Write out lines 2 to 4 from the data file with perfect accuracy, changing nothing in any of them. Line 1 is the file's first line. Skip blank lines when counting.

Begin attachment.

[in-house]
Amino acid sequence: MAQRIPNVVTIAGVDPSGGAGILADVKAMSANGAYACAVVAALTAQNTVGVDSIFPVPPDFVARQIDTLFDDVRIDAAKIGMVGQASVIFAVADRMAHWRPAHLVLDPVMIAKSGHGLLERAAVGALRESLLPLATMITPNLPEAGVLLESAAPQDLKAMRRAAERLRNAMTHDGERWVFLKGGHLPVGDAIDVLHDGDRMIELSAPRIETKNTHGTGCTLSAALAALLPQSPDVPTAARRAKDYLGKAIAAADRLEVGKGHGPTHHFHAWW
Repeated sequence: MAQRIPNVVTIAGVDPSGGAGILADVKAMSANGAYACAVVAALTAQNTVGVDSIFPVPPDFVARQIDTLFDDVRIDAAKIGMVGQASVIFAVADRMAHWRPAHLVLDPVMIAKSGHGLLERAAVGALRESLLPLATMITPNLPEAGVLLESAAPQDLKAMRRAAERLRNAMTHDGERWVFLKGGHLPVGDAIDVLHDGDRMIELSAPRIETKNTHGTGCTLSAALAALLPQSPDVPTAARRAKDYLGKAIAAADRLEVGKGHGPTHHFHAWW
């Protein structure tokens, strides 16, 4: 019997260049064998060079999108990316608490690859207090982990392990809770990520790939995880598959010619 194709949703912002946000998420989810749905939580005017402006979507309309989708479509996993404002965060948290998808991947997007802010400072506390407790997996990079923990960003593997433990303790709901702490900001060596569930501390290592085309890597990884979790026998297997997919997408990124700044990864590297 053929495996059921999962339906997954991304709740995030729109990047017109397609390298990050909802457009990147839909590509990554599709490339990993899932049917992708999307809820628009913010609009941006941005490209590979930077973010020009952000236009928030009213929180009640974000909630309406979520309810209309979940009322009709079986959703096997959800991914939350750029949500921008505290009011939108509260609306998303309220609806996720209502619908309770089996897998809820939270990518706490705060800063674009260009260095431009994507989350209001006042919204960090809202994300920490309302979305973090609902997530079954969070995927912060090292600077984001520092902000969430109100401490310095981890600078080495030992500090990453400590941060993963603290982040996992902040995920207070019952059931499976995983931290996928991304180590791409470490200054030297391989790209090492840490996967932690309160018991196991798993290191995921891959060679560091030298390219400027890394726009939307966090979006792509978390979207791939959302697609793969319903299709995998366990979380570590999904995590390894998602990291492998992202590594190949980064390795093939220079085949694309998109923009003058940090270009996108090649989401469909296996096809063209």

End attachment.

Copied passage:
Amino acid sequence: MAQRIPNVVTIAGVDPSGGAGILADVKAMSANGAYACAVVAALTAQNTVGVDSIFPVPPDFVARQIDTLFDDVRIDAAKIGMVGQASVIFAVADRMAHWRPAHLVLDPVMIAKSGHGLLERAAVGALRESLLPLATMITPNLPEAGVLLESAAPQDLKAMRRAAERLRNAMTHDGERWVFLKGGHLPVGDAIDVLHDGDRMIELSAPRIETKNTHGTGCTLSAALAALLPQSPDVPTAARRAKDYLGKAIAAADRLEVGKGHGPTHHFHAWW
Repeated sequence: MAQRIPNVVTIAGVDPSGGAGILADVKAMSANGAYACAVVAALTAQNTVGVDSIFPVPPDFVARQIDTLFDDVRIDAAKIGMVGQASVIFAVADRMAHWRPAHLVLDPVMIAKSGHGLLERAAVGALRESLLPLATMITPNLPEAGVLLESAAPQDLKAMRRAAERLRNAMTHDGERWVFLKGGHLPVGDAIDVLHDGDRMIELSAPRIETKNTHGTGCTLSAALAALLPQSPDVPTAARRAKDYLGKAIAAADRLEVGKGHGPTHHFHAWW
């Protein structure tokens, strides 16, 4: 019997260049064998060079999108990316608490690859207090982990392990809770990520790939995880598959010619 194709949703912002946000998420989810749905939580005017402006979507309309989708479509996993404002965060948290998808991947997007802010400072506390407790997996990079923990960003593997433990303790709901702490900001060596569930501390290592085309890597990884979790026998297997997919997408990124700044990864590297 053929495996059921999962339906997954991304709740995030729109990047017109397609390298990050909802457009990147839909590509990554599709490339990993899932049917992708999307809820628009913010609009941006941005490209590979930077973010020009952000236009928030009213929180009640974000909630309406979520309810209309979940009322009709079986959703096997959800991914939350750029949500921008505290009011939108509260609306998303309220609806996720209502619908309770089996897998809820939270990518706490705060800063674009260009260095431009994507989350209001006042919204960090809202994300920490309302979305973090609902997530079954969070995927912060090292600077984001520092902000969430109100401490310095981890600078080495030992500090990453400590941060993963603290982040996992902040995920207070019952059931499976995983931290996928991304180590791409470490200054030297391989790209090492840490996967932690309160018991196991798993290191995921891959060679560091030298390219400027890394726009939307966090979006792509978390979207791939959302697609793969319903299709995998366990979380570590999904995590390894998602990291492998992202590594190949980064390795093939220079085949694309998109923009003058940090270009996108090649989401469909296996096809063209």